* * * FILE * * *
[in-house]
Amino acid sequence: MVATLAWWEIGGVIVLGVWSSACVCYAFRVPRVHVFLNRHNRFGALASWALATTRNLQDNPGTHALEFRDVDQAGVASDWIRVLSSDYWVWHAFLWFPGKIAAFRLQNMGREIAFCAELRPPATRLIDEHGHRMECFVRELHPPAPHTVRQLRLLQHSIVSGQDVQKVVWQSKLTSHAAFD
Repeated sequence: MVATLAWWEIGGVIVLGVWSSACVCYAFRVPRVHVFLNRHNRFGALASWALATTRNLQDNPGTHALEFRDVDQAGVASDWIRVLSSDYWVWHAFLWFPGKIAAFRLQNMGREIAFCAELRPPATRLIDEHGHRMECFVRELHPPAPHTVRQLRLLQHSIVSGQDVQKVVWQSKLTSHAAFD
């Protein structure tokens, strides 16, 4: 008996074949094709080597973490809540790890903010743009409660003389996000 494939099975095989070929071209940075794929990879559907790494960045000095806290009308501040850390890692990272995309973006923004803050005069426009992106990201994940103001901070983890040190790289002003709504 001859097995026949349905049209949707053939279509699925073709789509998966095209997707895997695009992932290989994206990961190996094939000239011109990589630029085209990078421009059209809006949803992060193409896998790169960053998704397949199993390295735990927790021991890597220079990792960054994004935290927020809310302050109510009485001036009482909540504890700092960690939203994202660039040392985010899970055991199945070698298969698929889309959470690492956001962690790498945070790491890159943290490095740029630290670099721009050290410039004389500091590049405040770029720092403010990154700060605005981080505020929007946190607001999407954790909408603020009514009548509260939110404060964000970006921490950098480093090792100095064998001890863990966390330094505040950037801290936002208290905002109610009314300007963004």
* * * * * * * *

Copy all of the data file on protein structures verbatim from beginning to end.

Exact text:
[in-house]
Amino acid sequence: MVATLAWWEIGGVIVLGVWSSACVCYAFRVPRVHVFLNRHNRFGALASWALATTRNLQDNPGTHALEFRDVDQAGVASDWIRVLSSDYWVWHAFLWFPGKIAAFRLQNMGREIAFCAELRPPATRLIDEHGHRMECFVRELHPPAPHTVRQLRLLQHSIVSGQDVQKVVWQSKLTSHAAFD
Repeated sequence: MVATLAWWEIGGVIVLGVWSSACVCYAFRVPRVHVFLNRHNRFGALASWALATTRNLQDNPGTHALEFRDVDQAGVASDWIRVLSSDYWVWHAFLWFPGKIAAFRLQNMGREIAFCAELRPPATRLIDEHGHRMECFVRELHPPAPHTVRQLRLLQHSIVSGQDVQKVVWQSKLTSHAAFD
């Protein structure tokens, strides 16, 4: 008996074949094709080597973490809540790890903010743009409660003389996000 494939099975095989070929071209940075794929990879559907790494960045000095806290009308501040850390890692990272995309973006923004803050005069426009992106990201994940103001901070983890040190790289002003709504 001859097995026949349905049209949707053939279509699925073709789509998966095209997707895997695009992932290989994206990961190996094939000239011109990589630029085209990078421009059209809006949803992060193409896998790169960053998704397949199993390295735990927790021991890597220079990792960054994004935290927020809310302050109510009485001036009482909540504890700092960690939203994202660039040392985010899970055991199945070698298969698929889309959470690492956001962690790498945070790491890159943290490095740029630290670099721009050290410039004389500091590049405040770029720092403010990154700060605005981080505020929007946190607001999407954790909408603020009514009548509260939110404060964000970006921490950098480093090792100095064998001890863990966390330094505040950037801290936002208290905002109610009314300007963004």